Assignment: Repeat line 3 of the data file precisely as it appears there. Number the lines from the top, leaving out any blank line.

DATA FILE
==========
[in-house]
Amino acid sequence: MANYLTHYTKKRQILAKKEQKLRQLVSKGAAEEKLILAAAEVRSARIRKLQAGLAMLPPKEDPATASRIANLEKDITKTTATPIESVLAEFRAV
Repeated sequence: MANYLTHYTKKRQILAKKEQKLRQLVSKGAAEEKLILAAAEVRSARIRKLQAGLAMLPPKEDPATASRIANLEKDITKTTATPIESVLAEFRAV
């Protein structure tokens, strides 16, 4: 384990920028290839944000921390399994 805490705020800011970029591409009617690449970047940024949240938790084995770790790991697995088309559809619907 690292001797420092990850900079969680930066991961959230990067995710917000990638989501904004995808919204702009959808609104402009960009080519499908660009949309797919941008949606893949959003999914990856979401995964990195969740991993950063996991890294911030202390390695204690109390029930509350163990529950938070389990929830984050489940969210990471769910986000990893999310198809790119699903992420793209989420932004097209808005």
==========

Repeated sequence: MANYLTHYTKKRQILAKKEQKLRQLVSKGAAEEKLILAAAEVRSARIRKLQAGLAMLPPKEDPATASRIANLEKDITKTTATPIESVLAEFRAV